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Punch, or the London Charivari, Volume 152, January 24, 1917   By:

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PUNCH, OR THE LONDON CHARIVARI.

VOL. 152.

January 24th, 1917.

CHARIVARIA.

"They know nothing about the War in Greenland," said M. DANGAARD IENSEN to a contemporary, and now the Intelligence Department is wondering whether it didn't perhaps choose the wrong colour after all for its tabs.

The Governor of Greenland, giving evidence in the Prize Court last week, was greatly interested to learn that there was a well known hymn, entitled "From Greenland's Icy Mountains." He was, however, inclined to think that the unfortunate reference to the rigorous nature of the climate would be resented by the local Publicity Committee, to whose notice he would feel it his duty to bring the matter when they were next thawed out.

Lord DEVONPORT has established his own Press Bureau, and it is rumoured that the Press Bureau is about to appoint its own Food Controller.

The American Line has advanced its First Class fares by three pounds. It is hoped that this will effectually discourage Mr. HENRY FORD from visiting Europe for some time to come.

The Times Literary Supplement has received 335 books of original verse in 1916. And still the authorities pretend that juvenile crime is confined to the East End.

A telegram despatched from London on January 22nd, 1906, which contained a polling result of the General Election then in progress, has just been received by a Witham resident, who told the messenger there was no reply.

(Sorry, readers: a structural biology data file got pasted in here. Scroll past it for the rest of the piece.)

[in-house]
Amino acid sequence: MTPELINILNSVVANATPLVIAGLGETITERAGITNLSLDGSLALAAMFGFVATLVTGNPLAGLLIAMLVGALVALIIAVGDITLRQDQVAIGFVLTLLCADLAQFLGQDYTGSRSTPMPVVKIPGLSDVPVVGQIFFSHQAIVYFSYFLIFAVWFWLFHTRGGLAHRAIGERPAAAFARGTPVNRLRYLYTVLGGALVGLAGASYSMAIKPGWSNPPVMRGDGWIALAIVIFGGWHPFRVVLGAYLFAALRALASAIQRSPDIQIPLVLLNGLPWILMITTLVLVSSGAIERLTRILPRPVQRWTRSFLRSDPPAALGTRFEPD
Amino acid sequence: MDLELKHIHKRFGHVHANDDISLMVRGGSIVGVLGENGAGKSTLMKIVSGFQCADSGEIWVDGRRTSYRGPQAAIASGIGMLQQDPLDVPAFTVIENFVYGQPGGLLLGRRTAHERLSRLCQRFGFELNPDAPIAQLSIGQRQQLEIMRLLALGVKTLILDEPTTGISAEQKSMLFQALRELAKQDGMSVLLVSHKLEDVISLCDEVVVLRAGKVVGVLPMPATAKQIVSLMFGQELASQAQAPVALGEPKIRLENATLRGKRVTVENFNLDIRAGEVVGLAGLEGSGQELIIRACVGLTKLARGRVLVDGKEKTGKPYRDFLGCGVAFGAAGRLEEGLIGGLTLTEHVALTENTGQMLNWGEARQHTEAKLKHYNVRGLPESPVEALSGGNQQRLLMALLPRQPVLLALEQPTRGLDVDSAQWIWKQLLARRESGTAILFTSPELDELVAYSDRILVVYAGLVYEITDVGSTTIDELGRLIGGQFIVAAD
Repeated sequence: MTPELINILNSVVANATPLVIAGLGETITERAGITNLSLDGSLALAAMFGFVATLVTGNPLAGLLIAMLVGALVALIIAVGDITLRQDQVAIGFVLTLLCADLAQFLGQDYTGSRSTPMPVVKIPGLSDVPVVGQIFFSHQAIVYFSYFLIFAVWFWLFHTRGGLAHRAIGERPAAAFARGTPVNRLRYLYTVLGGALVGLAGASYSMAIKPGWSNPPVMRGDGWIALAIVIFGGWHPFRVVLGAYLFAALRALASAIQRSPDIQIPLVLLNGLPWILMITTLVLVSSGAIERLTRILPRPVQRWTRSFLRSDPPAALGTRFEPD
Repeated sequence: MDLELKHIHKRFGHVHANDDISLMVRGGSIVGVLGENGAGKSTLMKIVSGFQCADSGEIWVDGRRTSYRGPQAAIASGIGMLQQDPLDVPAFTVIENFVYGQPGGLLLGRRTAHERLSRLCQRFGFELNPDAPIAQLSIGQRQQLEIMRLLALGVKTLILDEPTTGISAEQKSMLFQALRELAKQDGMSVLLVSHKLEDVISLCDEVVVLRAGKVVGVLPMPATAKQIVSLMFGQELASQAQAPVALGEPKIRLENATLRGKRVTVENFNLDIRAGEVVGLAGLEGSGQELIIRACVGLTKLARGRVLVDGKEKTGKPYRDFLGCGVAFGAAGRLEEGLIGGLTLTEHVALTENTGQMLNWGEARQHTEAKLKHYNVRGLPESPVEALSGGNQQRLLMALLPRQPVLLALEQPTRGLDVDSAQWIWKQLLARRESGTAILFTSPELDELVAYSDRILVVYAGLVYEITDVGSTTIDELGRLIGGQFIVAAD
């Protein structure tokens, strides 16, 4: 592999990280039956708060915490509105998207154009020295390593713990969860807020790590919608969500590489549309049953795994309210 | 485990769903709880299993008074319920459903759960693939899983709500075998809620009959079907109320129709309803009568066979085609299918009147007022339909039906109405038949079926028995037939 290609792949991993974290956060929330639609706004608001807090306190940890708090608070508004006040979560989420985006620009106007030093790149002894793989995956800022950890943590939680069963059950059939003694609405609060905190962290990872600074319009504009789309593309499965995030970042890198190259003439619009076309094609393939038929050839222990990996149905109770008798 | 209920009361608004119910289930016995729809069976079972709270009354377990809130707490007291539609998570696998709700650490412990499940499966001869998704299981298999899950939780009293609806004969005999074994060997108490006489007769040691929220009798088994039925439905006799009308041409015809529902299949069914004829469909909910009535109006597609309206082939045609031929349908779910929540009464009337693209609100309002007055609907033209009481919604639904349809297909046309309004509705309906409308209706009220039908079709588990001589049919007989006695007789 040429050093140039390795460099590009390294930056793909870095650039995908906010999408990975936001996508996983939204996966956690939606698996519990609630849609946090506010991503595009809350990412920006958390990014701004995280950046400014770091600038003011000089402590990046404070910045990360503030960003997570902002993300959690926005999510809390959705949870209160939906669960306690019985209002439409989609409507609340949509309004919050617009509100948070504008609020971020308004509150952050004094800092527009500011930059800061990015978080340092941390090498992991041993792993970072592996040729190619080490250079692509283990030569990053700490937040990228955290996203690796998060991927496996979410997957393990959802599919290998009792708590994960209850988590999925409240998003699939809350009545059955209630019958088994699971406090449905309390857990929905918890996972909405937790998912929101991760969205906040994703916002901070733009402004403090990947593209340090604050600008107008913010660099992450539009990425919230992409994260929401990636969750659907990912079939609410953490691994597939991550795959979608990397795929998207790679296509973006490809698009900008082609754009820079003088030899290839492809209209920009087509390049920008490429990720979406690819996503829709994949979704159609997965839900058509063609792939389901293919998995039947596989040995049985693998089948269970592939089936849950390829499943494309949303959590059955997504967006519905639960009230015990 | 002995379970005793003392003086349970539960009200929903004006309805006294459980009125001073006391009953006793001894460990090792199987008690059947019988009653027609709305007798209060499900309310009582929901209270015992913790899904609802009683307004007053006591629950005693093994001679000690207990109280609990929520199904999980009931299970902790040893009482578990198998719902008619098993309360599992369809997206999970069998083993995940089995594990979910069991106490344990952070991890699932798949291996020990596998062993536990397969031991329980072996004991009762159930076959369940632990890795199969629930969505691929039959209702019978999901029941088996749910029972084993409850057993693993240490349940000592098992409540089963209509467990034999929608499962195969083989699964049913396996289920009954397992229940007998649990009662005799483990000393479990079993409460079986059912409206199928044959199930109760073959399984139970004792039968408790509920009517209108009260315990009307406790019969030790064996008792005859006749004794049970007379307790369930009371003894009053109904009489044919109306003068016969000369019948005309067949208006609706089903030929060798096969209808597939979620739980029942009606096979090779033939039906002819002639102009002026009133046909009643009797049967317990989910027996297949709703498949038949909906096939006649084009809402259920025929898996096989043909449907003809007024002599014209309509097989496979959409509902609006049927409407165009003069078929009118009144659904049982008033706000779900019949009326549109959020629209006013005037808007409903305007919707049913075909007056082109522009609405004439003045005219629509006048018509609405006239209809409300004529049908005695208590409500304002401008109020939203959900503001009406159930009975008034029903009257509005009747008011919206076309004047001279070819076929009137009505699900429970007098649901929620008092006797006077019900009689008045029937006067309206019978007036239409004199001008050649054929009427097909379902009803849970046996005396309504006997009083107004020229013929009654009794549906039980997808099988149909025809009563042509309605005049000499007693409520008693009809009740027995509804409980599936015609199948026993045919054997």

"If agriculture is to flourish," says The Daily Mail , "it must be so conducted as to pay." It is just this sordid commercialism that distorts the Carmelite point of view.

The German Union for the Development of the German Language have sent a petition to the CHANCELLOR, asking that in any future Peace negotiations the German language should be used. Will German frightfulness never cease?

"Anybody in the Carmarthen district," says the local medical officer, "can keep a pig in the parlour if they keep it clean." The necessity of keeping the parlour clean for the sake of its guest will be easily understood by those who appreciate the fastidious taste of the pig.

A Hungarian paper complains that the Government treats the War as if it were merely a family affair. This contrasts unfavourably with the more broadly hospitable attitude of the Allies, who have made it abundantly clear that so far as they are concerned anyone is welcome to join in and help their side.

The other day a Farnham bellringer, after cycling seventy miles, rang a peal of 5,940 changes. It is not known why.

"War diet," says Professor ROSIN in the Lokal Anzeiger , "improves the action of the heart." But what the Germans really want to know is, what improves a war diet?

Among the goods stolen from a Crouch Hill provision merchant's the other day were eight cheeses and ten hams. As the place was much littered it is thought that the cheeses put up a plucky fight.

It is pointed out by experienced agriculturists that it is useless to plant potatoes unless steps are taken to destroy the insect pests. A Peterborough farmer has written a poem in The Daily Express against those pests, but we fancy that if a permanent improvement is to be effected it will be necessary to adopt much sterner measures than this.

The recent vagaries of the Weather Controller are said to be due to one of the new railway regulations, by which you are required to "Show all seasons, please."

Even Nature seems upset by the War. According to The Evening Standard primroses are blooming in a Harrow garden, while only the other day a pair of white spats were to be seen in the Strand.

[Illustration: Anxious Mother. "NEVER MIND ABOUT YOUR BROTHER, MAUD. 'OLD THE UMBRELLER OVER THE SUGAR!"]

Another Glimpse of the Obvious... Continue reading book >>


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